Editorial Note: I originally wrote this post for the NDepend blog. You can check out the original here, at their site. While you’re there, download NDepend and give it a try. If you like static analysis, you’ll find yourself hooked.
One of the things that has surprised me over the years is how infrequently people take advantage of customizable code metrics. I say this not from the perspective of a geek with an esoteric interest in a subject, wishing other people would share my interest; rather, I say this from the perspective of a businessman making money and wondering why I seem to have little competition.
As I’ve mentioned before, a segment of my consulting practice involves strategic code assessments that serve organizations in a number of ways. When I do this, the absolute most important differentiator is my ability to tailor metrics to the client and specific codebases on the fly. Anyone can walk in, install a tool, and say, “Yep, your cyclomatic complexity in this class is too high, as evidenced by this tool I installed saying, ‘your cyclomatic complexity in this class is too high.'” Not just anyone can come in and identify client-specific idiosyncrasies and back those findings with tangible data.
However, if they would invest some up-front learning time in how to create custom code metrics, they’d be a lot closer.
Being able to customize code metrics allows you to reason about code quality in very dynamic and targeted terms, and that’s valuable. However, you might think that unless you want a career in code base assessment, that value doesn’t apply to you. Let me assure you that it does, albeit not in quite as a direct way as it applies to me.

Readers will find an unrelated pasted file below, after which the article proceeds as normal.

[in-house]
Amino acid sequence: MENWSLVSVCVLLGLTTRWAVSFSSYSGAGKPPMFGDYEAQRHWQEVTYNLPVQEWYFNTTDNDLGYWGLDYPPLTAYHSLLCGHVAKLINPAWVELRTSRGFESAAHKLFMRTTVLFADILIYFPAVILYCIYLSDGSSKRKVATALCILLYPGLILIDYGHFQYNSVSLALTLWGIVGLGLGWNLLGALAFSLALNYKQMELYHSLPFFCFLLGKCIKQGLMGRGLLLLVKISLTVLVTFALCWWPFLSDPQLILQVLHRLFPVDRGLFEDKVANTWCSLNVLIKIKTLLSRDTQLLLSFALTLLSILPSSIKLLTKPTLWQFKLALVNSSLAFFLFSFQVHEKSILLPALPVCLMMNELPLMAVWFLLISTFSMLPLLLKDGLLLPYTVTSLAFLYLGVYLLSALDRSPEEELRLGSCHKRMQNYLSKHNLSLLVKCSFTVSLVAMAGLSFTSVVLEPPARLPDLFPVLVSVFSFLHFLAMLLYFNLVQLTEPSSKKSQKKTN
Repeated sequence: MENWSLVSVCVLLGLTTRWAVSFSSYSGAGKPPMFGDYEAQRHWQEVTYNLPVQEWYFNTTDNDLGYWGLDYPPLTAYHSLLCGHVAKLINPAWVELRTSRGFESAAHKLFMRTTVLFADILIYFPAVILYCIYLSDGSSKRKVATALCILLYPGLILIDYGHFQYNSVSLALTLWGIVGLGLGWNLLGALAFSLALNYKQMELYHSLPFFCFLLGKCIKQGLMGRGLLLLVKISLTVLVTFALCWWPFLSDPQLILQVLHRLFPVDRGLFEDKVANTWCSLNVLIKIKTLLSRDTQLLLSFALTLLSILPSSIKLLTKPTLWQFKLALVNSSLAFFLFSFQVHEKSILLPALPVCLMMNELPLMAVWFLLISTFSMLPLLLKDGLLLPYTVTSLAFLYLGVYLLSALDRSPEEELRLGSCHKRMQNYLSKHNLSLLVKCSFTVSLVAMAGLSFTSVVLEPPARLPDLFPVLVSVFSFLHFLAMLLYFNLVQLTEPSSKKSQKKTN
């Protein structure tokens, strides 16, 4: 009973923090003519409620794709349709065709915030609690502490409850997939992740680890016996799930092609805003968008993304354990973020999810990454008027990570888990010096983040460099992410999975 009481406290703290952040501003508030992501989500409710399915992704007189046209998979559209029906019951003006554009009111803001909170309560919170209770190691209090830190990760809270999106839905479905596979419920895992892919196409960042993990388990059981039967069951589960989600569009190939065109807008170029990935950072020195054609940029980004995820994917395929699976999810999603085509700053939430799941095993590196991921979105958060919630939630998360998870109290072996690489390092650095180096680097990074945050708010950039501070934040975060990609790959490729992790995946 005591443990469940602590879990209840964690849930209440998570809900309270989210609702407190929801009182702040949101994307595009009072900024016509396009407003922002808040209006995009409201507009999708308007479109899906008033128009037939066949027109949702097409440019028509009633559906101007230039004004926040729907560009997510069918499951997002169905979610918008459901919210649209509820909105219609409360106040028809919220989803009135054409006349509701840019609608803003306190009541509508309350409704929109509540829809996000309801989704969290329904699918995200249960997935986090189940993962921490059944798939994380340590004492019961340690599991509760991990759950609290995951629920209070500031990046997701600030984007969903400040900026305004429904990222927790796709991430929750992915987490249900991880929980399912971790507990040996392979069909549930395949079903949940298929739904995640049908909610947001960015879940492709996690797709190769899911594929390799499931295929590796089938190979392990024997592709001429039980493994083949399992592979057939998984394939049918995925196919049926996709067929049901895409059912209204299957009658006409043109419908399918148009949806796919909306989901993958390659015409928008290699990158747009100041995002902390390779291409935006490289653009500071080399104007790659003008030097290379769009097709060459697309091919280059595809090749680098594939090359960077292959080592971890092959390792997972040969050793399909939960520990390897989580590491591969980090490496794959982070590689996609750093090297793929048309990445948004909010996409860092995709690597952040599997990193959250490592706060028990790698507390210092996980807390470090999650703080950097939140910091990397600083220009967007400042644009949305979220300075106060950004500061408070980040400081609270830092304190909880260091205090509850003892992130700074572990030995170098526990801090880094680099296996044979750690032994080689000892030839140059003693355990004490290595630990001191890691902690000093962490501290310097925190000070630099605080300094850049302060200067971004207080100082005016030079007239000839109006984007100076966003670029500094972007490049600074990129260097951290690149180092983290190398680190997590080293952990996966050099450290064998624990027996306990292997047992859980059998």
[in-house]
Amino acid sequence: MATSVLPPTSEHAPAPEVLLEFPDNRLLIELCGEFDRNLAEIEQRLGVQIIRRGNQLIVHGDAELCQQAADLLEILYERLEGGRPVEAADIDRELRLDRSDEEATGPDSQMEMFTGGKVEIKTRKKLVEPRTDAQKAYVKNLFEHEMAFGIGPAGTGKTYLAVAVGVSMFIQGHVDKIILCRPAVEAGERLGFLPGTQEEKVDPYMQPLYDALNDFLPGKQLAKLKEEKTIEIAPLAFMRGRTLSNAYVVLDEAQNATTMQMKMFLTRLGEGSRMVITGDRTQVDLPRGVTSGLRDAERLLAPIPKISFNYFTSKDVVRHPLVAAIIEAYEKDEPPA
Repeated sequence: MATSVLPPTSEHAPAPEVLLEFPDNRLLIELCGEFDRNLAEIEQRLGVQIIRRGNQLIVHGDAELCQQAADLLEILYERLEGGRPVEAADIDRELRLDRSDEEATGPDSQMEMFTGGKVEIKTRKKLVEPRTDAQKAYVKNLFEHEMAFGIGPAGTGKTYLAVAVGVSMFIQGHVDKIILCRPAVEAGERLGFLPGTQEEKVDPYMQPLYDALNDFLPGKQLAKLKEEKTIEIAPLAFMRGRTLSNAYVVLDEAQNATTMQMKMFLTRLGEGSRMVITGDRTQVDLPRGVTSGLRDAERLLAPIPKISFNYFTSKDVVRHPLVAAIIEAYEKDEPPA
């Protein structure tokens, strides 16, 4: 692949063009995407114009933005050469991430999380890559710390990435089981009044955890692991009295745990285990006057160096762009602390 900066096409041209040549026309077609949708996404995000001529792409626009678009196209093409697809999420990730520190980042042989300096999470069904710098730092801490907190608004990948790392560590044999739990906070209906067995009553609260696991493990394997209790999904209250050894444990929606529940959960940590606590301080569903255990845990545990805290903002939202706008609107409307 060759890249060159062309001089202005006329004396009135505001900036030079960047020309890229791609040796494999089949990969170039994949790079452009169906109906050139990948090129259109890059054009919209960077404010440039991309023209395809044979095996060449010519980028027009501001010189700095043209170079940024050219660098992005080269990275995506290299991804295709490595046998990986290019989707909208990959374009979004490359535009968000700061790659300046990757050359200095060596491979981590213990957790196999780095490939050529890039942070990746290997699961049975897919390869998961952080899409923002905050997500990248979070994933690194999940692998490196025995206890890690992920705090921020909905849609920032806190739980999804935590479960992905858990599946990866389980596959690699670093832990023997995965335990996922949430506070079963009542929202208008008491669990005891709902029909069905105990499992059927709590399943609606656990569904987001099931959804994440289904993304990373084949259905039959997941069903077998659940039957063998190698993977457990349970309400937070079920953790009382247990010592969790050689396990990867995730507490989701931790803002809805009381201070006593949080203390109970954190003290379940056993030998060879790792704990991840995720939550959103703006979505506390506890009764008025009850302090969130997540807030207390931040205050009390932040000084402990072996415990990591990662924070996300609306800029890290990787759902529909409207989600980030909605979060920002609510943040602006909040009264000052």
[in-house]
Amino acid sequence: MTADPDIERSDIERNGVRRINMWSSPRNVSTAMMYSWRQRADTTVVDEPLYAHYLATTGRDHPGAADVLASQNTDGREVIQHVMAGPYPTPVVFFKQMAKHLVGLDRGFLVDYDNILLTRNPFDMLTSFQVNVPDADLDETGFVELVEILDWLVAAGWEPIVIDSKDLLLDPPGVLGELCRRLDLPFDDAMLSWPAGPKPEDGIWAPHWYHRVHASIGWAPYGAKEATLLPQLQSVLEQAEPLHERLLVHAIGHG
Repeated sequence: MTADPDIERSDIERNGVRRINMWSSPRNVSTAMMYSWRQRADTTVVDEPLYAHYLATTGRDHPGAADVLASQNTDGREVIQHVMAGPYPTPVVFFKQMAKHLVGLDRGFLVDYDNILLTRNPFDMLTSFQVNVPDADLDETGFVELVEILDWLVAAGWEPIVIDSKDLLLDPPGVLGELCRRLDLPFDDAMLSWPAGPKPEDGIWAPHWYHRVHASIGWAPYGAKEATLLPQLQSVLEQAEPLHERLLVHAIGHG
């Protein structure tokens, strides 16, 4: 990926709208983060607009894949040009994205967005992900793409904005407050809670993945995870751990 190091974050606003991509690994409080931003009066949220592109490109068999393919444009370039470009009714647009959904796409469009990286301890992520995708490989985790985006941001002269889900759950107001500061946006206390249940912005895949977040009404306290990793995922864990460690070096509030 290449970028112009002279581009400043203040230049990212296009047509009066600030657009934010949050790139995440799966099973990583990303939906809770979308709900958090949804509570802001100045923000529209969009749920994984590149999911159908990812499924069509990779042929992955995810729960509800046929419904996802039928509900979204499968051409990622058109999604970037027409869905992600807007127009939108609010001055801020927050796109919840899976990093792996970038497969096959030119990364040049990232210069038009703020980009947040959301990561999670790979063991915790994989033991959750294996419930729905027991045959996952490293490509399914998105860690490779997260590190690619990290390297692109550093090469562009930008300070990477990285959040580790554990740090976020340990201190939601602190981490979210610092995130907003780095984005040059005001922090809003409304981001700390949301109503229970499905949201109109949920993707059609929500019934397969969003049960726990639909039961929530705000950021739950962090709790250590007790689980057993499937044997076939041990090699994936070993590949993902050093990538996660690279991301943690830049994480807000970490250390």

Custom code metrics can help make your team better, and they can do so in a variety of ways. Let’s take a look at a few.
Avoid Leveling Off
Sooner later in the life of your application or team, it happens. Someone on your team declares that it’s time to bring in an impartial, automated outsider to take a look at your code, and it happens. They install the judgmental interloper and it finds 24,981 issues with your code base. Sigh. Great.
But let’s also say that you do your due diligence, turning off some of the warnings that don’t interest you and adjusting the settings. Then, you diligently work on new and critical violations and, once those are fixed, you enable less and less critical warnings until, per the tool, you’ve whipped your code base into pretty good shape.
Great, no room for improvement anymore, right? Or, at least not until the tool vendor releases a new metric, which probably doesn’t happen very often.
This is where custom metrics make a difference. It’s all too easy to declare yourself victorious when you’ve slain the dragons in your code base pointed out by the tool. But that does not mean, by a long shot, that it’s time to cruise. Custom metrics let you define ways to continue improving.
I’ve just described how custom metrics can expand the focus when appropriate, but let’s also consider how they can narrow it for more targeted goals.